This week's image from the Hubble Space Telescope shows an irregular galaxy, the spindly arms and clawed shape of which has led to it being named the Spider Galaxy. Located 30 million light-years away, the galaxy also known as UGC 5829 is an irregular galaxy that lacks the clear, orderly arms seen in spiral galaxies like the Milky Way.

This image from the NASA/ESA Hubble Space Telescope shows the irregular galaxy UGC 5829. ESA/Hubble & NASA, R. Tully, M. Messa

Read more
The expansion rate of the universe still has scientists baffled
This image of NGC 5468, a galaxy located about 130 million light-years from Earth, combines data from the Hubble and James Webb space telescopes. This is the most distant galaxy in which Hubble has identified Cepheid variable stars. These are important milepost markers for measuring the expansion rate of the Universe. The distance calculated from Cepheids has been cross-correlated with a Type Ia supernova in the galaxy. Type Ia supernovae are so bright they are used to measure cosmic distances far beyond the range of the Cepheids, extending measurements of the Universe’s expansion rate deeper into space.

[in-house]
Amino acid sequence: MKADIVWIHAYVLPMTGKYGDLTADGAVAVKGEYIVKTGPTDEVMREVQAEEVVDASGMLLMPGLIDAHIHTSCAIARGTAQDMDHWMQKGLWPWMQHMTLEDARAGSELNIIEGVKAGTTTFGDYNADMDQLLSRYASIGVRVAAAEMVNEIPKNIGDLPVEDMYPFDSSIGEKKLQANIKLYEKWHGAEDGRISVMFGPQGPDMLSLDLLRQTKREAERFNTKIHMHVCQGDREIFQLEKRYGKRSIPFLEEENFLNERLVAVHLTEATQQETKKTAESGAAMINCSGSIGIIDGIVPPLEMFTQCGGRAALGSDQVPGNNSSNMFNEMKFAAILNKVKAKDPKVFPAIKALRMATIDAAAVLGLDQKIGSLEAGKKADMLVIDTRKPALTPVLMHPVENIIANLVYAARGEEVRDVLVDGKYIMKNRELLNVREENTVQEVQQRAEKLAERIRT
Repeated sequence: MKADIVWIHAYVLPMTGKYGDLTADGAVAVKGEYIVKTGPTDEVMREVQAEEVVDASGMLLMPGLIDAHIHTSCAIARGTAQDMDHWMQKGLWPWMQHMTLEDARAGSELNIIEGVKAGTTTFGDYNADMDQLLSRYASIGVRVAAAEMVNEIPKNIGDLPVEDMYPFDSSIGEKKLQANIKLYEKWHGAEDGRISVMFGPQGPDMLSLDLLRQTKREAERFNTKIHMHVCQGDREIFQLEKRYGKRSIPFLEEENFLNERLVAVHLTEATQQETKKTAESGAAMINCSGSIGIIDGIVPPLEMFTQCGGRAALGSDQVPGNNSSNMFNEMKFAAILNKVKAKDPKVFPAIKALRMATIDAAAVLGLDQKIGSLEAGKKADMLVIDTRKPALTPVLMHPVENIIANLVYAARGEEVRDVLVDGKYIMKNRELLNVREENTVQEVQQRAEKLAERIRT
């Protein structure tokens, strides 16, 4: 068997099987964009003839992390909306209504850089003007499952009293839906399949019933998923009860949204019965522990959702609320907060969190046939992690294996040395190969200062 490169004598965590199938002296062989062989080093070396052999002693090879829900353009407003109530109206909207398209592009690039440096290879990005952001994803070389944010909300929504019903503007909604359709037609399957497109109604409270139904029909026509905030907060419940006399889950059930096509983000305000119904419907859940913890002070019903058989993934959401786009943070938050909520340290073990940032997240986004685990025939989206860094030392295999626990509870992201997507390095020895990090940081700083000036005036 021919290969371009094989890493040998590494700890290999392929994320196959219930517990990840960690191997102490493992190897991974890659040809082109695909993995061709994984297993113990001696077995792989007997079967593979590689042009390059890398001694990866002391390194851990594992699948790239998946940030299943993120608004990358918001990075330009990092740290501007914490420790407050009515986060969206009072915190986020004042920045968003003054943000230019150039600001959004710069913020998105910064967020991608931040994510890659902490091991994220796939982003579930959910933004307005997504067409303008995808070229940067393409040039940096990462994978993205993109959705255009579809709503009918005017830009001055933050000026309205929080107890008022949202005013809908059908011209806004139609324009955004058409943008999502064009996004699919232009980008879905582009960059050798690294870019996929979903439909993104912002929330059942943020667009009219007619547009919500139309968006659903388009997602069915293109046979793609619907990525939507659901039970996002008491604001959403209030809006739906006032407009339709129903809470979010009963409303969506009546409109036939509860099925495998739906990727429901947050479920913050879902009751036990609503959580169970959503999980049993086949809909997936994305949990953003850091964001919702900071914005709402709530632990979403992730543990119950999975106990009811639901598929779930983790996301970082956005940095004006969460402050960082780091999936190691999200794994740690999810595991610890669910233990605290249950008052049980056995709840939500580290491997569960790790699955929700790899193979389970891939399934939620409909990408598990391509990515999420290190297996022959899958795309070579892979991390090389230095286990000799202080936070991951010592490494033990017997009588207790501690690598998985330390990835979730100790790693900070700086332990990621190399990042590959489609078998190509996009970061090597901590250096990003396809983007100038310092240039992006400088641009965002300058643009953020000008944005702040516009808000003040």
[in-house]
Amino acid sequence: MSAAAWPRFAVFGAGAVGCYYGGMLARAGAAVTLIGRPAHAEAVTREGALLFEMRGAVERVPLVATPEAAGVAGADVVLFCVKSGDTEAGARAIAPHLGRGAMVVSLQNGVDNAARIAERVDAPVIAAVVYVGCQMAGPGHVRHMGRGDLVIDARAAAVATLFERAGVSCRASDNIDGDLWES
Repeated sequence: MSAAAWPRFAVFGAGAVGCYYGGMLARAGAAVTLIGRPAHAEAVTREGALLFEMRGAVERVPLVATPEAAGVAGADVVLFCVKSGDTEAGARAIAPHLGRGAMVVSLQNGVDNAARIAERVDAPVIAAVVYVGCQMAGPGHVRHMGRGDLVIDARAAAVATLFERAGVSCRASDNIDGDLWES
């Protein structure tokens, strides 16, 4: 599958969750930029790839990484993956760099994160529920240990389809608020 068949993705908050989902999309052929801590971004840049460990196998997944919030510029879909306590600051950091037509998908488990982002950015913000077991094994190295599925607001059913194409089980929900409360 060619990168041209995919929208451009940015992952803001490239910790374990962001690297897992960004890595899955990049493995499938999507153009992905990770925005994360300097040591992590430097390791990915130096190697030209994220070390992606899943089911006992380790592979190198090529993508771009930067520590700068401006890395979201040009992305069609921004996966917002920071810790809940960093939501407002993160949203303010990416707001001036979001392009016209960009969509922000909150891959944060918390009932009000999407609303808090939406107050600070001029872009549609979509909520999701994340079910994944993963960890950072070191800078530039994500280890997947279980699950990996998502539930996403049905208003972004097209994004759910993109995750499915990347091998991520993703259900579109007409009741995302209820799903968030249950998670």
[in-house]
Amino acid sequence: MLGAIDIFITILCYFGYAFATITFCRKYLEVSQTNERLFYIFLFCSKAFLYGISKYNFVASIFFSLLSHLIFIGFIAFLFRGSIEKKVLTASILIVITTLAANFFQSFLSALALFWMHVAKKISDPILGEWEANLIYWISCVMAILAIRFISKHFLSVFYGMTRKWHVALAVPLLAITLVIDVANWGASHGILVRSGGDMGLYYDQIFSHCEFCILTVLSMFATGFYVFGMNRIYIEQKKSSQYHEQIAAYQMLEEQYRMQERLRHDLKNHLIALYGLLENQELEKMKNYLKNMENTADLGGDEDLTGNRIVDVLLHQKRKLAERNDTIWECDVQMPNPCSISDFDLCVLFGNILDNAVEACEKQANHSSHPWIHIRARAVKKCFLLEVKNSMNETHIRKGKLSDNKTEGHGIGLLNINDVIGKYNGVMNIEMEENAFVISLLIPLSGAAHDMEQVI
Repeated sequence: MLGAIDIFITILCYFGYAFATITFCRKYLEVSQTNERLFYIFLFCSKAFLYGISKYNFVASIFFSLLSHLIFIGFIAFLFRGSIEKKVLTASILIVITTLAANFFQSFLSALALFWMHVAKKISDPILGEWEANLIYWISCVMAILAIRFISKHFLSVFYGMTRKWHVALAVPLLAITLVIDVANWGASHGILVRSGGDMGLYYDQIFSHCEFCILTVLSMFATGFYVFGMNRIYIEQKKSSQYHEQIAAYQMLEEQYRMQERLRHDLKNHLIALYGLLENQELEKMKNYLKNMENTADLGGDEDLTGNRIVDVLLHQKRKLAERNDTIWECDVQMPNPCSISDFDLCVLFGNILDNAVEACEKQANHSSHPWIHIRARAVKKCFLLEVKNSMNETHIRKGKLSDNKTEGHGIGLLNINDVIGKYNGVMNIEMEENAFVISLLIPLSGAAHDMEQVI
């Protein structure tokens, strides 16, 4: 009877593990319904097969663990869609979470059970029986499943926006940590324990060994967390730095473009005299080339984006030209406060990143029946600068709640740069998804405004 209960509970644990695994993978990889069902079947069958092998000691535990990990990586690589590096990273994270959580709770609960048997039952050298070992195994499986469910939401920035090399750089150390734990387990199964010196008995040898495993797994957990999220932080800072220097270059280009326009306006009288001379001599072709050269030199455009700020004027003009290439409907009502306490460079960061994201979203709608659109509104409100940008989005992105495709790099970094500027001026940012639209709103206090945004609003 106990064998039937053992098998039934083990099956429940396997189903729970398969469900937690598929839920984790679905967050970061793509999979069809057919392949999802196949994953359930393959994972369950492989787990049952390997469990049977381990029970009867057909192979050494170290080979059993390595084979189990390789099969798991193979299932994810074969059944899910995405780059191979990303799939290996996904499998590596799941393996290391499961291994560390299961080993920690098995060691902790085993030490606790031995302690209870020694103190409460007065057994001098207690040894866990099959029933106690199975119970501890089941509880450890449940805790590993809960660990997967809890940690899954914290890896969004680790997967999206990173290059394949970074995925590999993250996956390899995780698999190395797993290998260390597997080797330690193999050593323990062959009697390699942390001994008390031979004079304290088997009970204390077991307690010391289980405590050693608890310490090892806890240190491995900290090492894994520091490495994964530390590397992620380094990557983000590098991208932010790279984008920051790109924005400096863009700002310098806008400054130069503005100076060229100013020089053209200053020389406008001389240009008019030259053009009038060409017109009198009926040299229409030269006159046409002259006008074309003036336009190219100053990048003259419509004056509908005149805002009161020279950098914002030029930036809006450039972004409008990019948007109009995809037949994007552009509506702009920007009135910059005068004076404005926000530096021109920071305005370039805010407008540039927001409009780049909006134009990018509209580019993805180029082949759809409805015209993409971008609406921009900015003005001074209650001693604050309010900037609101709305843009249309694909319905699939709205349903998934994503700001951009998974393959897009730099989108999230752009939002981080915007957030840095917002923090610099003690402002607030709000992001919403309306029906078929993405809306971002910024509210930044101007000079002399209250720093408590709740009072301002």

The question of how fast the universe is expanding continues to confound scientists. Although it might seem like a fairly straightforward issue, the reality is that it has been perplexing the best minds in physics and astronomy for decades -- and new research using the James Webb Space Telescope and the Hubble Space Telescope doesn't make the answer any clearer.

Scientists know that the universe is expanding over time, but what they can't agree on is the rate at which this is happening -- called the Hubble constant. There are two main methods used to estimate this constant: one that looks at how fast distant galaxies are moving away from us, and one that looks at leftover energy from the Big Bang called the cosmic microwave background. The trouble is, these two methods give different results.

Read more